The government say that capping bankers' bonuses would mean banks would simply increase their bankers' salaries.
Central bankers are getting ready to announce their curtain-raising decisions, this week.
The Banking Commission says that senior bankers at state owned banks who are guilty of reckless actions should go to jail.
The Unite union, which represents many Barclays workers, says the bank's decision to cut up to 1,700 jobs is 'a colossal mistake'.
The union said frontline roles, including cashiers, personal bankers, operational specialists, branch managers and assistant managers will go throughout 2014.
It claimed that customer service would be affected by the changes and said Barclays risked damaging its reputation.
In a statement Barclays said fewer of its customers were using branches.
Barclays bank says changes in the way customers use its branches is behind the decision to cut up to 1,700 jobs.
In a statement it said that new technology meant that fewer everyday transactions were now done in high street branches.
The bank said it would provide a better service with less staff.
It has started a voluntary redundancy scheme.
– Barclays statement
The way in which our customers access their banking services is changing rapidly.
More and more people are choosing to use smartphones and technology for everyday transactions - using branches only when they need access to expertise.
As a result of technological changes, we will be able to provide better service for our customers with fewer staff in our branches.
Barclays is to axe 1,700 jobs from across its branch network, according to the Unite union.
Responding to figures released by City watchdog the Financial Conduct Authority, (FCA), that show Barclays as the UK's most complained about bank, Ashok Vaswani, Chief Executive of Barclays Retail and Business Banking, said his bank was "striving to do better."
Though complaints were down by 11%, the bank received 370,733 complaints in the first half of 2013. Mr Vaswani said:
Whilst the number of complaints we receive is reducing sustainably as we work hard to put our customers at the heart of everything we do, this is no time for self-congratulation.
Even one unhappy customer is one too many which is why we must always strive to learn lessons on how we can do better.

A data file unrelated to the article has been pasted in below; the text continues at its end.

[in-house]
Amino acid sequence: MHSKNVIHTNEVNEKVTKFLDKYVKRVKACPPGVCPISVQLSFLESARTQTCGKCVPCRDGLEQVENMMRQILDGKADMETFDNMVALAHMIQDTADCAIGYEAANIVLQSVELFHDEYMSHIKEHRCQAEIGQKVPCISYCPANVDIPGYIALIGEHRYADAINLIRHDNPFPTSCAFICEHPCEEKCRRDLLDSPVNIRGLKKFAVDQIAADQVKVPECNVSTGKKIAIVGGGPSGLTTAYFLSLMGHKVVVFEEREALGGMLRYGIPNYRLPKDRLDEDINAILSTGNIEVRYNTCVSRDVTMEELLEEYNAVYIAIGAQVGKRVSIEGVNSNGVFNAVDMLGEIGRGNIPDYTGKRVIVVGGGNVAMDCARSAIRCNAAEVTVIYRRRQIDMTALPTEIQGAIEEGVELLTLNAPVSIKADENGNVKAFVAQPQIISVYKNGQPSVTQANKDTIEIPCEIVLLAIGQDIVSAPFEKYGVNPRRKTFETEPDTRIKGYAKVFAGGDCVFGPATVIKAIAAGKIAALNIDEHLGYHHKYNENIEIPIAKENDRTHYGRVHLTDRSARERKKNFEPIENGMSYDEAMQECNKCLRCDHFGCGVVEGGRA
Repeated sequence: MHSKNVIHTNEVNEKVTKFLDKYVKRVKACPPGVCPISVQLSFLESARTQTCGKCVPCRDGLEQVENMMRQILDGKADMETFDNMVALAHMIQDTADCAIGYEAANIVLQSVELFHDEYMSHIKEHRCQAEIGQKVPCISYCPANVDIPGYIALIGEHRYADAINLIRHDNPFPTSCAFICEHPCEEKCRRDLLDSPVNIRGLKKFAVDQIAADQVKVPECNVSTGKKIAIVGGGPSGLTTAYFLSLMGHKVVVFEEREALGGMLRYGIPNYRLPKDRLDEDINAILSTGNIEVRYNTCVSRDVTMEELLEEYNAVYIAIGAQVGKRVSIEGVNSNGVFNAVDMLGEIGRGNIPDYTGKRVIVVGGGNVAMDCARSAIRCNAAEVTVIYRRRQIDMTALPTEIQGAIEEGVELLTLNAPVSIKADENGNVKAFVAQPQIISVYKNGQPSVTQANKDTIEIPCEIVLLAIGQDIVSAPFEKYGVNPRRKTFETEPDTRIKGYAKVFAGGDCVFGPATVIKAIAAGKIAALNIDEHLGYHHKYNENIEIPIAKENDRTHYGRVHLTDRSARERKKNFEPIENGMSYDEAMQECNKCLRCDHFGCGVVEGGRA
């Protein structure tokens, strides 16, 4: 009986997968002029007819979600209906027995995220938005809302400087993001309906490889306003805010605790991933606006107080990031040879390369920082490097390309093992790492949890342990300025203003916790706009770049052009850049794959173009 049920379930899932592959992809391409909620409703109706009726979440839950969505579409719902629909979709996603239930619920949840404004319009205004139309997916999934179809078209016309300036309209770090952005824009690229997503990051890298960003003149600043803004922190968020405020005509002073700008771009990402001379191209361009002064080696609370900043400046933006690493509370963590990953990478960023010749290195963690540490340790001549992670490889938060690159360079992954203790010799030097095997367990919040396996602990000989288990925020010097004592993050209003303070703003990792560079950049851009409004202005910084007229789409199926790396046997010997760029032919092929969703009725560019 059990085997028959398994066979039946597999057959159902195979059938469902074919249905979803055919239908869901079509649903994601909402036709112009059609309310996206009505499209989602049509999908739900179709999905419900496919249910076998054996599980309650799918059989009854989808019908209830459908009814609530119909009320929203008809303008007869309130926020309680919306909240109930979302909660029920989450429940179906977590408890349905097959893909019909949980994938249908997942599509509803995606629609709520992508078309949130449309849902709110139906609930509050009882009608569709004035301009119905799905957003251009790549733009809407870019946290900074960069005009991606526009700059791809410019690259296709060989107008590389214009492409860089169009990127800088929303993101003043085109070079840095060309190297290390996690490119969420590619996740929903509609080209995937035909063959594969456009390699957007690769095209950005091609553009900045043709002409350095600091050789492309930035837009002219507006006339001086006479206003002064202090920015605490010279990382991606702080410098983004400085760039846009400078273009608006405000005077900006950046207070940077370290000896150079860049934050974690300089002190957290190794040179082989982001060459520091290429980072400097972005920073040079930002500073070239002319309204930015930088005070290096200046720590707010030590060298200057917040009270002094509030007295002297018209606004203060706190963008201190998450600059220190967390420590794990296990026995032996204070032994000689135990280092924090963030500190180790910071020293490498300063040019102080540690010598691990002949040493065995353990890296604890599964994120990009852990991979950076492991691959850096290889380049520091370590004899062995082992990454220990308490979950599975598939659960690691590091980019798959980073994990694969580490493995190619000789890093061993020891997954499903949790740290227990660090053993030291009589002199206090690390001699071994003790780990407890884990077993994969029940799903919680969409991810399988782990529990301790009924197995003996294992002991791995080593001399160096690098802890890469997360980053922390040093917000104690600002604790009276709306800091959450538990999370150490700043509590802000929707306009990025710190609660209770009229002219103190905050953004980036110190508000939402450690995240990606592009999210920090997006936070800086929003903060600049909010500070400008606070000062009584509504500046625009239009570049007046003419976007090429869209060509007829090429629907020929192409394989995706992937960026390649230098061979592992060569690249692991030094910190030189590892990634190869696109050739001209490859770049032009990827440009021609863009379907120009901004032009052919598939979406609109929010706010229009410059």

That is why we will now publish complaints data every three months with additional information on how we are tackling their root causes.
The five most complained about banks and financial services firms received a total of 1.3 million complaints in the first half of 2013, according to City watchdog the FCA.
The FCA collects information by firm, not by banking group.
Barclays was the most complained about bank but Lloyds Banking Group, incorporating Lloyds Bank and Bank of Scotland would be the most complained about group, if the the FCA evaluated complaints received on a group level.
- Barclays Bank Plc opened 370,733 complaints, (down 11% from the last six months of 2102) 62% of which were upheld
- Lloyds TSB Bank opened 253,735 complaints, (down 27%) 62% of which were upheld
- MBNA opened 237,103 complaints, (down 12%) 36% of which were upheld
- Bank of Scotland opened 222,249 complaints, (down 34%) 45% of which were upheld by the firm
- Santander UK Plc opened 198, 736 complaints, (down 34%) 43% of which were upheld.
Banks and financial services firms paid out £2.55 billion to customers in redress payments in the first half of 2013, new figures from City watchdog the Financial Conduct Authority (FCA) reveals.
Consumer complaints reported by financial services firms fell by 500,000 between the second half of 2012 and the first half of 2013.
- 2.9 complaints were made in the first half of 2013, compared with 3.4 million in the previous six months
- 51% of complaints reported in the first half of 2013 were upheld, with a £2.55 billion of redress paid to consumers
More than 35,000 people have started to switch their current account after a new guarantee was launched to take the hassle out of changing providers, the Payments Council said.
It said the new service had got off to a "great start" and the IT system on which the service was built was operating smoothly.
Chancellor George Osborne is picking a fight with the European Union over their plans to limit the amount bankers can receive in bonus payments to a sum no more than 200% of their salary.
Mr Osborne says he is worried about the damage such a cap would do to London's global reputation, and he says the bonus cap may actually have help drive up bankers' wages.
Business Editor Laura Kuenssberg reports.
The European Parliament have agreed legislation to cap the total sum a banker can be paid in bonuses.
The new regulations are aimed at "stabilising" banking culture, curbing "excessive risk-taking" with a view to make banks "more resistant to crises", according to MEPs.
- Bonuses will be capped at a year's salary, but a bonus worth 200% of salary can be awarded with the approval of shareholders
- If more a bonus of more than 100% of salary is awarded, it has to be authorised by holders of half the bank's shares
- If a bonus of more than 100% of salary is awarded, then a quarter of the whole bonus would be deferred for at least five years in an effort to "encourage bankers to take a long-term view" according to MEPs.
The legislation is due to be implemented into national law by January 2014.